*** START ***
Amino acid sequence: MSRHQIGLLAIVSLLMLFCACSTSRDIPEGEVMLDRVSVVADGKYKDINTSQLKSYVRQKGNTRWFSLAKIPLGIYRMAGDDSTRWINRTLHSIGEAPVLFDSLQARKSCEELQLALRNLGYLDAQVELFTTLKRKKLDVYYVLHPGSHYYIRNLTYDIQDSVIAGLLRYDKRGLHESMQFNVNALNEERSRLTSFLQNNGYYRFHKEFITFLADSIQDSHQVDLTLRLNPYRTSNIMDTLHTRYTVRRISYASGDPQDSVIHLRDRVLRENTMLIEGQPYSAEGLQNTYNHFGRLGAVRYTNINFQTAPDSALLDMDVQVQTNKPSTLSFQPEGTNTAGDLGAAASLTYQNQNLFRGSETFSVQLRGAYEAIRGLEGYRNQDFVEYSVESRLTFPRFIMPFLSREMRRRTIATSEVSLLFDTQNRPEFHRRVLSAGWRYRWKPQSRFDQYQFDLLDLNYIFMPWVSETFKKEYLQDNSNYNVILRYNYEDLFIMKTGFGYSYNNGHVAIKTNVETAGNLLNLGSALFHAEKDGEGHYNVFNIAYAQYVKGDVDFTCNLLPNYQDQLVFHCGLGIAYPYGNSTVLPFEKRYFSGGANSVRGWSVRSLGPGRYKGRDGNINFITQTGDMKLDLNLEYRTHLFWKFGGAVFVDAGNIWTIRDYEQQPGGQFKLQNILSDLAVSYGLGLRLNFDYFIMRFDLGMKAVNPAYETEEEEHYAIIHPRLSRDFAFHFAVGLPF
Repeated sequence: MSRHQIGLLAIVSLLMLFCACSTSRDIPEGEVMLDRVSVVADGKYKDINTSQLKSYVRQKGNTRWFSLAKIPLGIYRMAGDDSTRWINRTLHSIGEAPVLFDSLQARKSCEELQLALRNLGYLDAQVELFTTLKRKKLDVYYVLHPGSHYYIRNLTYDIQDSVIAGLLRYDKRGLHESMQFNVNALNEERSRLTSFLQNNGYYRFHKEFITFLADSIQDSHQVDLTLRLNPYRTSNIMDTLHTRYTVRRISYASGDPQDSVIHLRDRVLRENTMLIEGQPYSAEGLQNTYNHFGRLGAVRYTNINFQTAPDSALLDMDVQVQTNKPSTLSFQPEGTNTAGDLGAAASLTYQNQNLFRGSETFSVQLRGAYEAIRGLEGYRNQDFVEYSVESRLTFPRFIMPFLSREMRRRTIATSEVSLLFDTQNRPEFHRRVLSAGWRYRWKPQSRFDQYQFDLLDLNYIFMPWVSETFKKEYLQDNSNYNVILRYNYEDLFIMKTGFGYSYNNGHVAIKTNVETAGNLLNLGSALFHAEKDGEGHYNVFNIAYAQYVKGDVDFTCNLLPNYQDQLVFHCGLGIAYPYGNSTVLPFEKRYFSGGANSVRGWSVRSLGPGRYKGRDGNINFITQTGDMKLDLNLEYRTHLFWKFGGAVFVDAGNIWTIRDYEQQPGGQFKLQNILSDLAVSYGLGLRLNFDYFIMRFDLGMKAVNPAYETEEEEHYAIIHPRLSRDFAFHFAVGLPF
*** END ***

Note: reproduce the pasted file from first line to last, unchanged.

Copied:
Amino acid sequence: MSRHQIGLLAIVSLLMLFCACSTSRDIPEGEVMLDRVSVVADGKYKDINTSQLKSYVRQKGNTRWFSLAKIPLGIYRMAGDDSTRWINRTLHSIGEAPVLFDSLQARKSCEELQLALRNLGYLDAQVELFTTLKRKKLDVYYVLHPGSHYYIRNLTYDIQDSVIAGLLRYDKRGLHESMQFNVNALNEERSRLTSFLQNNGYYRFHKEFITFLADSIQDSHQVDLTLRLNPYRTSNIMDTLHTRYTVRRISYASGDPQDSVIHLRDRVLRENTMLIEGQPYSAEGLQNTYNHFGRLGAVRYTNINFQTAPDSALLDMDVQVQTNKPSTLSFQPEGTNTAGDLGAAASLTYQNQNLFRGSETFSVQLRGAYEAIRGLEGYRNQDFVEYSVESRLTFPRFIMPFLSREMRRRTIATSEVSLLFDTQNRPEFHRRVLSAGWRYRWKPQSRFDQYQFDLLDLNYIFMPWVSETFKKEYLQDNSNYNVILRYNYEDLFIMKTGFGYSYNNGHVAIKTNVETAGNLLNLGSALFHAEKDGEGHYNVFNIAYAQYVKGDVDFTCNLLPNYQDQLVFHCGLGIAYPYGNSTVLPFEKRYFSGGANSVRGWSVRSLGPGRYKGRDGNINFITQTGDMKLDLNLEYRTHLFWKFGGAVFVDAGNIWTIRDYEQQPGGQFKLQNILSDLAVSYGLGLRLNFDYFIMRFDLGMKAVNPAYETEEEEHYAIIHPRLSRDFAFHFAVGLPF
Repeated sequence: MSRHQIGLLAIVSLLMLFCACSTSRDIPEGEVMLDRVSVVADGKYKDINTSQLKSYVRQKGNTRWFSLAKIPLGIYRMAGDDSTRWINRTLHSIGEAPVLFDSLQARKSCEELQLALRNLGYLDAQVELFTTLKRKKLDVYYVLHPGSHYYIRNLTYDIQDSVIAGLLRYDKRGLHESMQFNVNALNEERSRLTSFLQNNGYYRFHKEFITFLADSIQDSHQVDLTLRLNPYRTSNIMDTLHTRYTVRRISYASGDPQDSVIHLRDRVLRENTMLIEGQPYSAEGLQNTYNHFGRLGAVRYTNINFQTAPDSALLDMDVQVQTNKPSTLSFQPEGTNTAGDLGAAASLTYQNQNLFRGSETFSVQLRGAYEAIRGLEGYRNQDFVEYSVESRLTFPRFIMPFLSREMRRRTIATSEVSLLFDTQNRPEFHRRVLSAGWRYRWKPQSRFDQYQFDLLDLNYIFMPWVSETFKKEYLQDNSNYNVILRYNYEDLFIMKTGFGYSYNNGHVAIKTNVETAGNLLNLGSALFHAEKDGEGHYNVFNIAYAQYVKGDVDFTCNLLPNYQDQLVFHCGLGIAYPYGNSTVLPFEKRYFSGGANSVRGWSVRSLGPGRYKGRDGNINFITQTGDMKLDLNLEYRTHLFWKFGGAVFVDAGNIWTIRDYEQQPGGQFKLQNILSDLAVSYGLGLRLNFDYFIMRFDLGMKAVNPAYETEEEEHYAIIHPRLSRDFAFHFAVGLPF